Hawaiian Vodka Made in Honolulu, HI

Just got a pre-launch tasting of a new vodka from Hawaii.  And my partner, Mark, took the tour of the distillery.  This one is actually made (distilled, cut, bottled, labeled, packaged) in Hawaii on Oahu, near Sand Island.  Many “made in Hawaii” brands are technically not entirely made in Hawaii, but this is the real deal. 

This vodka is called, quite appropriately “Hawaiian Vodka.”  The distillery is located in a small 1200 square foot warehouse just down the road from Honolulu International Airport and on the way to Waikiki.  The owner, Dave Flintstone, started in Maui as a scuba instructor (and not a “brontosauraus bulldozer driver!”) via the carribean where he learned the art of distilling rum.   He was quite shocked to learn that there was very little distillation going on in Hawaii (Koloa Rum from Kauai, Old Lahaina and Maui Rum, Pau Vodka from Maui, and Ocean Vodka) so he set out to make a more popular vodka on Maui.  A year and half later, he moved to Oahu.

Water is the most important ingredient in vodka as far as smoothness and taste.  Hawaii has vast amounts of natural aquifers that are filtered by lava cinders from the ancient volcanos now extinct.  If you ever had pure Hawaiian Water, it is smooth and soft.  Hawaiian Vodka uses a combination of cane sugar, cane juice, and molasses to get the low wine or “stuff you ferment”.  Dave’s Vodka is distilled at 190 proof, using a small copper pot still, with both a “swan-neck” top – like the ones you see in Scotland to make single malts and “plate-top”- kind of what you see in bourbon distilleries.  It is then cut to 80 proof and bottled (4 at a time) with a special jet system that shoots a stream of air into the bottle as the vodka is filled.  Dave feels it gives his vodka a little softer feel.  The cap goes on and Dave hand labels all the bottles using a kind of gig that he has to do twice, once for the front lower label and a second for the back and image label.  Hand packed into 12pack cases of 750ml bottles and sent out to just a few retailers lucky enough to get their hands on it.  It’s extremely limited quantities. 

My impressions were:

Sight: clear, but when swirled it has a slight viscosity to it that made it cling to the glass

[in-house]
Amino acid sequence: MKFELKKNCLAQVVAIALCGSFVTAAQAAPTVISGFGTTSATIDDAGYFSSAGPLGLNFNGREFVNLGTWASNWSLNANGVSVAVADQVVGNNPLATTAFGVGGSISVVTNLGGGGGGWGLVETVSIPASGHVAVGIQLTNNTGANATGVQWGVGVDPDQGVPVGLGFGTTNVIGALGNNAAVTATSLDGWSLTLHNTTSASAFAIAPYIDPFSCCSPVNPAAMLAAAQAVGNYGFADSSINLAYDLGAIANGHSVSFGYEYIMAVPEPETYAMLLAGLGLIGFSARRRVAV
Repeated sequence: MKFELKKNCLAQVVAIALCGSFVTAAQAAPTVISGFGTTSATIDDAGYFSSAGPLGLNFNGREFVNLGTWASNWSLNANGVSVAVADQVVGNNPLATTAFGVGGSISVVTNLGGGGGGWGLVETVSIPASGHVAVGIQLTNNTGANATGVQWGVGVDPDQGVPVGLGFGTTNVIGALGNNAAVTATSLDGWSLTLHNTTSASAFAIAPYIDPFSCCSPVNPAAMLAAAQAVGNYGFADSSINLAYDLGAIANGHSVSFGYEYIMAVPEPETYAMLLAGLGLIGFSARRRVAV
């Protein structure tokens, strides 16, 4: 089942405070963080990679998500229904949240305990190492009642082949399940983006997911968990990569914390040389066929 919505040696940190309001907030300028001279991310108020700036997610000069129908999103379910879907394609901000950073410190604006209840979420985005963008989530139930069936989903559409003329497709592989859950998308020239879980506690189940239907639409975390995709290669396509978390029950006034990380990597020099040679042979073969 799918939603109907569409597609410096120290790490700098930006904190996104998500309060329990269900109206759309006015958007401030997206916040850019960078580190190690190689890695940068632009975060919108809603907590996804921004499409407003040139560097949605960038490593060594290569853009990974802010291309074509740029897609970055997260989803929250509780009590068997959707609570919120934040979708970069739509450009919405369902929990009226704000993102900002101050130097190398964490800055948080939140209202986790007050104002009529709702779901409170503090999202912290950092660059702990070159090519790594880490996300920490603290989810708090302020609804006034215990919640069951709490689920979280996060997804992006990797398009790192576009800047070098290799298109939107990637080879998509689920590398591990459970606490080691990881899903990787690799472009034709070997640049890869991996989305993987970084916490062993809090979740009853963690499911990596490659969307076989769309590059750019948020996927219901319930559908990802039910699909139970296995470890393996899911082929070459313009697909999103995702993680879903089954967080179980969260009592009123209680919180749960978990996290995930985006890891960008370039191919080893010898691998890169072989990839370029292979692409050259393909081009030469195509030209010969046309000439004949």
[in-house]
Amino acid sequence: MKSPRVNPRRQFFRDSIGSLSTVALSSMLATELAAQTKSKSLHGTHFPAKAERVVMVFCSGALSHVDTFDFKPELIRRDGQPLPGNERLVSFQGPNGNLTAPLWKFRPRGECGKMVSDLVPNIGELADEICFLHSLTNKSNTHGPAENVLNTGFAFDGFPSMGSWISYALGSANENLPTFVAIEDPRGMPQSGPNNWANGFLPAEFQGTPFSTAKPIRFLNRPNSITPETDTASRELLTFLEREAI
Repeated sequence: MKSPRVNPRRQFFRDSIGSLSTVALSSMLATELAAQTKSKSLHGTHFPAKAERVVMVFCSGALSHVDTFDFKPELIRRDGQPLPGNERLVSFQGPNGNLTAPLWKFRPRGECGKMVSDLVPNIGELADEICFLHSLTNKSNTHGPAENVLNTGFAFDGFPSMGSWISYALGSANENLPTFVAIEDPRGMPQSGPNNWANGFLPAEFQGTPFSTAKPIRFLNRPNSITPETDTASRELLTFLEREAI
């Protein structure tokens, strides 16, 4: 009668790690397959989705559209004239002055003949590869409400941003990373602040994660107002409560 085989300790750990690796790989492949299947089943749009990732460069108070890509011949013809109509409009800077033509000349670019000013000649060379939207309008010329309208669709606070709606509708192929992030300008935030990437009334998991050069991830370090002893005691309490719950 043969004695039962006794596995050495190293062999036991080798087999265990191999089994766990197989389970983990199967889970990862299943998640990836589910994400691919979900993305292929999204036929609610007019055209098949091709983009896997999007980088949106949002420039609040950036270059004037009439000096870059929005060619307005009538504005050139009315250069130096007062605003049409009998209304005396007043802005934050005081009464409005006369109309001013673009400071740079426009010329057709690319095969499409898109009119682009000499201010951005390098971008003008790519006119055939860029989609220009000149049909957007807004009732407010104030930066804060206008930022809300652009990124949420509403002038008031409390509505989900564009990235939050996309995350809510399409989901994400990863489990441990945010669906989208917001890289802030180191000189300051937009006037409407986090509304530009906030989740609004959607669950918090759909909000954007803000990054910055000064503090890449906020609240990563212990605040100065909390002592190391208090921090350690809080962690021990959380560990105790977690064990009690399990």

Nose: clean, slight citrus or flowery smells that many people find in their vodkas – I like it that way as flavor can be added with lemon or lime and other liqueurs.

First impression: smooth, no burn or harsh taste.  Clean – no sweetness to it even though it is made from cane and sugar.

Finish: also clean and smooth.

Final thought:  although it is a very neutral vodka, I don’t believe it would do well in a mixed drink.  It’s better straight, chilled or on the rocks which exemplifies the natural smoothness.  Leave the mixing to Skyy and Absolut as the alcohol “feel” of these vodkas translates better.

Like the lifestyle of Hawaii, this is a spirit that captures that – easy going, laid back, smooth.  Locally made in Hawaii using Hawaiian Water by a cool guy, Dave Flintstone, in a small upstart distillery.  If you would like to inquire about Hawaiian Vodka,  email him at dave@islanddistillers.com  and he is on Facebook at www.facebook.com/hawaiianvodka 


Category : Blog Posted on April 27, 2011

2 Comments → “Hawaiian Vodka Made in Honolulu, HI”

  1. Dave Flintstone
    8 years ago

    aloha and thanks for the review of Hawaiian Vodka.
    Just a couple things; I moved to Hawaii back in ’89 as a bartender, eventually living in all 4 counties at various times; I became a scuba instructor years later.
    Hawaiian Vodka is indeed exceptionally smooth and clean and it is also excellent in mixed drinks, I have tried it in just about everything!
    Also, I make Coconut Hawaiian Vodka, which has a fantastic fresh coconut flavor. It too is great straight up, but try it with pineapple juice for the best wikiwiki colada you’ll ever have.

    • swamwine
      8 years ago

      Thanks Dave for reading! My apologies on the bio part. We are looking forward to your success with your vodka. And we will try the Wikiwiki Colada!


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